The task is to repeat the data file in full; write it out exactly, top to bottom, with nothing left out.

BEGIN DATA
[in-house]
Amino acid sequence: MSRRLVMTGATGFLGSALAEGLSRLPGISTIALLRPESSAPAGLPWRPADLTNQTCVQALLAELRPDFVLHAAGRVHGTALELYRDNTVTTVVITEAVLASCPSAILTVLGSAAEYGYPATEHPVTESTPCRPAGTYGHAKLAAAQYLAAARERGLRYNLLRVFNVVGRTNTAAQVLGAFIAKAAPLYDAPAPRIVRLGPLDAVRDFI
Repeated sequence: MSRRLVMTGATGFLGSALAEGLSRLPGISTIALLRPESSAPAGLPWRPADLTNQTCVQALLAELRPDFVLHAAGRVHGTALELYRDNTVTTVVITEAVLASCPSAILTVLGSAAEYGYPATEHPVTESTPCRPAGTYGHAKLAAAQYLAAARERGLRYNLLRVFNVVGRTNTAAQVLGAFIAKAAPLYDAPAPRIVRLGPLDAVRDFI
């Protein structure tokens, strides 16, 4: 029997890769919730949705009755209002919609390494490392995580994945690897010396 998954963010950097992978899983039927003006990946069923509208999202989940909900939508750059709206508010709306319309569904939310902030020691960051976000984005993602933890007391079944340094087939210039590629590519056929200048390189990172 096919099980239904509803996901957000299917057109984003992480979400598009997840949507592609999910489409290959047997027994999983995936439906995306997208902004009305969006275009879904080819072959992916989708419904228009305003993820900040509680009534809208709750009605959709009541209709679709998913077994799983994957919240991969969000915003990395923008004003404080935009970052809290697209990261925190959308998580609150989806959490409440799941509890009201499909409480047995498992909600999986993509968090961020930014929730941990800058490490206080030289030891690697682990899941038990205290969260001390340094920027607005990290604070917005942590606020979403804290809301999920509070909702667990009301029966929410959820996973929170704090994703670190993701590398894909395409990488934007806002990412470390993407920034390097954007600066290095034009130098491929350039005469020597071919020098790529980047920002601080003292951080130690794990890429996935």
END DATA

[in-house]
Amino acid sequence: MSRRLVMTGATGFLGSALAEGLSRLPGISTIALLRPESSAPAGLPWRPADLTNQTCVQALLAELRPDFVLHAAGRVHGTALELYRDNTVTTVVITEAVLASCPSAILTVLGSAAEYGYPATEHPVTESTPCRPAGTYGHAKLAAAQYLAAARERGLRYNLLRVFNVVGRTNTAAQVLGAFIAKAAPLYDAPAPRIVRLGPLDAVRDFI
Repeated sequence: MSRRLVMTGATGFLGSALAEGLSRLPGISTIALLRPESSAPAGLPWRPADLTNQTCVQALLAELRPDFVLHAAGRVHGTALELYRDNTVTTVVITEAVLASCPSAILTVLGSAAEYGYPATEHPVTESTPCRPAGTYGHAKLAAAQYLAAARERGLRYNLLRVFNVVGRTNTAAQVLGAFIAKAAPLYDAPAPRIVRLGPLDAVRDFI
């Protein structure tokens, strides 16, 4: 029997890769919730949705009755209002919609390494490392995580994945690897010396 998954963010950097992978899983039927003006990946069923509208999202989940909900939508750059709206508010709306319309569904939310902030020691960051976000984005993602933890007391079944340094087939210039590629590519056929200048390189990172 096919099980239904509803996901957000299917057109984003992480979400598009997840949507592609999910489409290959047997027994999983995936439906995306997208902004009305969006275009879904080819072959992916989708419904228009305003993820900040509680009534809208709750009605959709009541209709679709998913077994799983994957919240991969969000915003990395923008004003404080935009970052809290697209990261925190959308998580609150989806959490409440799941509890009201499909409480047995498992909600999986993509968090961020930014929730941990800058490490206080030289030891690697682990899941038990205290969260001390340094920027607005990290604070917005942590606020979403804290809301999920509070909702667990009301029966929410959820996973929170704090994703670190993701590398894909395409990488934007806002990412470390993407920034390097954007600066290095034009130098491929350039005469020597071919020098790529980047920002601080003292951080130690794990890429996935």